This charming robot: Amazon starts hunt for a AI bot you can gossip with

Amazon's Alexa Prize is a $2.5m hunt for a bot that can talk about sports and celebrity gossip 'coherently and engagingly'.
Written by Steve Ranger, Global News Director

Fancy a chat..?

Image: Amazon

Amazon has launched a $2.5m competition for teams of students to create an artificial intelligence charming enough that people can chat to it about celebrity gossip and sports.

The Alexa Prize is named after the service that powers Amazon's voice-activated smart speaker, the Amazon Echo. The goal of the inaugural competition is to build a 'socialbot' for Alexa that will converse with people about popular topics and news events.

The team with the highest-performing socialbot will win a $500,000 prize, while there's a $1m for the team's university if their socialbot can chat "coherently and engagingly" with humans for 20 minutes. Up to ten teams of students will also win a $100,000 award, as well as Alexa-powered devices, free AWS services, and support from the Alexa team.

"Conversing for 20 minutes is difficult for most humans and an extraordinarily ambitious challenge for bots that are learning to converse like us," said Dan Jurafsky, professor of computer science at Stanford University.

Students will build their socialbots using the Alexa Skills Kit, which is used by developers to build voice-powered applications that can be accessed via the Alexa service.

Teams will be able to access conversational topic categories and digital content from sources, including The Washington Post (owned by Amazon CEO Jeff Bezos), which is making its news feed and comments available to the students for non-commercial use.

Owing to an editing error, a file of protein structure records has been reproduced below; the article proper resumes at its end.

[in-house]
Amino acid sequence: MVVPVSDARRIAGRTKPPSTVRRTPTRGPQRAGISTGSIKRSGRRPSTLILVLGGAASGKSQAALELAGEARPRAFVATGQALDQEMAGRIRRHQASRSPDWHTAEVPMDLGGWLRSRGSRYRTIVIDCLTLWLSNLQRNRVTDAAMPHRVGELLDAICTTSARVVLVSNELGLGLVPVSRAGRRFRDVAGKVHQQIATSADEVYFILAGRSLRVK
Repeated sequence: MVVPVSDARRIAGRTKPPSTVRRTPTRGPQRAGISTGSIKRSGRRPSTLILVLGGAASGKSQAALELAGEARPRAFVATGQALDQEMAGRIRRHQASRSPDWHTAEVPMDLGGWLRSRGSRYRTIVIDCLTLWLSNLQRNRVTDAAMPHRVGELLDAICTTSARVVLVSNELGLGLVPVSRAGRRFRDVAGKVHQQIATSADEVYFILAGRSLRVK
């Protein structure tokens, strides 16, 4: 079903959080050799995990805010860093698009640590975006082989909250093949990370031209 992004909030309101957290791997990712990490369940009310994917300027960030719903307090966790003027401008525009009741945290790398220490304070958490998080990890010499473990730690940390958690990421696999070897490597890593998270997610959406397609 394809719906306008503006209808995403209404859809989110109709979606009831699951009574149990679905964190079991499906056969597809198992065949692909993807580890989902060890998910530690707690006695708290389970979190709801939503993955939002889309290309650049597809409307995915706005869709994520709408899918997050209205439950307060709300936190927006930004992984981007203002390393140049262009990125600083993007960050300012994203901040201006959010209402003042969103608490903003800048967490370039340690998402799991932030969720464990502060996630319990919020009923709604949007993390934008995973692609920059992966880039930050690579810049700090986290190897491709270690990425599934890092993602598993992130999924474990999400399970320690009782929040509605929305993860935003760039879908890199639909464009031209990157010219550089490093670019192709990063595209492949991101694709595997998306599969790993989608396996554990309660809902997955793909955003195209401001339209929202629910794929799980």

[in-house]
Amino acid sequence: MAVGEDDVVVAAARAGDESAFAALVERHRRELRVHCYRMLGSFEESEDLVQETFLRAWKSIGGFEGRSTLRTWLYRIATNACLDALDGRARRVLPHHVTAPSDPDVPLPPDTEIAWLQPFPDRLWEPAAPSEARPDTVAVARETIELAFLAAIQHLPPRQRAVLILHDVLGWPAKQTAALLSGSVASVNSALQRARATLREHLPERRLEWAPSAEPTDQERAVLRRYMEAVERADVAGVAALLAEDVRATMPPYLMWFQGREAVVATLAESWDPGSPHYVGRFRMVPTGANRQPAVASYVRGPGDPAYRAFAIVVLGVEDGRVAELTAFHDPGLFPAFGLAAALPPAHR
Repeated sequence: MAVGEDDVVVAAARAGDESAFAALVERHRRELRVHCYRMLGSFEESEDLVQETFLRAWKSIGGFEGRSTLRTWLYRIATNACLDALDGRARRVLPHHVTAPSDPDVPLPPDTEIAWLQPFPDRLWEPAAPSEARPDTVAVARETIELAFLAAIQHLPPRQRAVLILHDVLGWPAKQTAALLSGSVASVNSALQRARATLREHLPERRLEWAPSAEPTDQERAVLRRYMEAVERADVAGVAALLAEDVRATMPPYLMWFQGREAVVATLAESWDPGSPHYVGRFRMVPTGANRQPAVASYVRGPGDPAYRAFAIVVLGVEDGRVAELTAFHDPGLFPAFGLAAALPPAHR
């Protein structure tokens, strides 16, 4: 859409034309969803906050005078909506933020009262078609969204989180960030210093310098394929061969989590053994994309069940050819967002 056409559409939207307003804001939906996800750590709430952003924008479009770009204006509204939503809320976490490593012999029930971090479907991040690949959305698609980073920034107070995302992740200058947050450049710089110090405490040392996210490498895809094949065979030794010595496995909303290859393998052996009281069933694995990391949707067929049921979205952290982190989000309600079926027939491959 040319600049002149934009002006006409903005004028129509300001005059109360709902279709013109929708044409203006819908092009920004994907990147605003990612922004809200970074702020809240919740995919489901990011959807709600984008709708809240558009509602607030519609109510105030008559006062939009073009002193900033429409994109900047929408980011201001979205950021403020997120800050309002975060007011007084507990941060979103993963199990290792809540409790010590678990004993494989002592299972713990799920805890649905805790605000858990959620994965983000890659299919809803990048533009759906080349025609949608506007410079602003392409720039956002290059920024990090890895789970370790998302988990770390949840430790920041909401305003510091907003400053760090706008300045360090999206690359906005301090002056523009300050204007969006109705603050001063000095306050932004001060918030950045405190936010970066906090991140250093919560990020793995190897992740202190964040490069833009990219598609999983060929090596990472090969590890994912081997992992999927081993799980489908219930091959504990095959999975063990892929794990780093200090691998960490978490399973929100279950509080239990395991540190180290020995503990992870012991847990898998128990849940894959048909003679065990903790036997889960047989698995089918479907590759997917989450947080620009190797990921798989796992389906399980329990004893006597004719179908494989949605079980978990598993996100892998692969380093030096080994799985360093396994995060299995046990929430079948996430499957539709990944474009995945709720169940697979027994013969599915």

Let's chat about...
As part of the research and judging process, Alexa users will be able to converse with the socialbots on popular topics by saying: "Alexa, let's chat about..." with potential subjects including baseball playoffs, celebrity gossip, and scientific breakthroughs.

Alexa users will be able to give feedback on their experience of the conversation to help the students tweak their socialbot algorithms. This feedback from Alexa users will also be used to help choose the bots to advance to the live judging phase.

Amazon said the prize will help to advance several areas of conversational AI, including knowledge acquisition, natural language understanding, natural language generation, context modelling, commonsense reasoning, and dialogue planning.

The idea is to create 'socialbots' that can acquire knowledge and opinions from the web, and express them in context just as a human would in everyday conversations said Rohit Prasad, head scientist at Amazon Alexa.

"A socialbot that can converse coherently for 20 minutes is unprecedented and at least five times more advanced than state-of-the-art conversational AI," he noted.

"Human capacity for language is an instinct, but it's something that must be taught to machines," said Steven Pinker of Harvard University. "Everyday conversations that require context and understanding of the world come naturally to humans." Machines can't do that, which makes conversation like this much harder for them.

More on the Amazon Echo

Editorial standards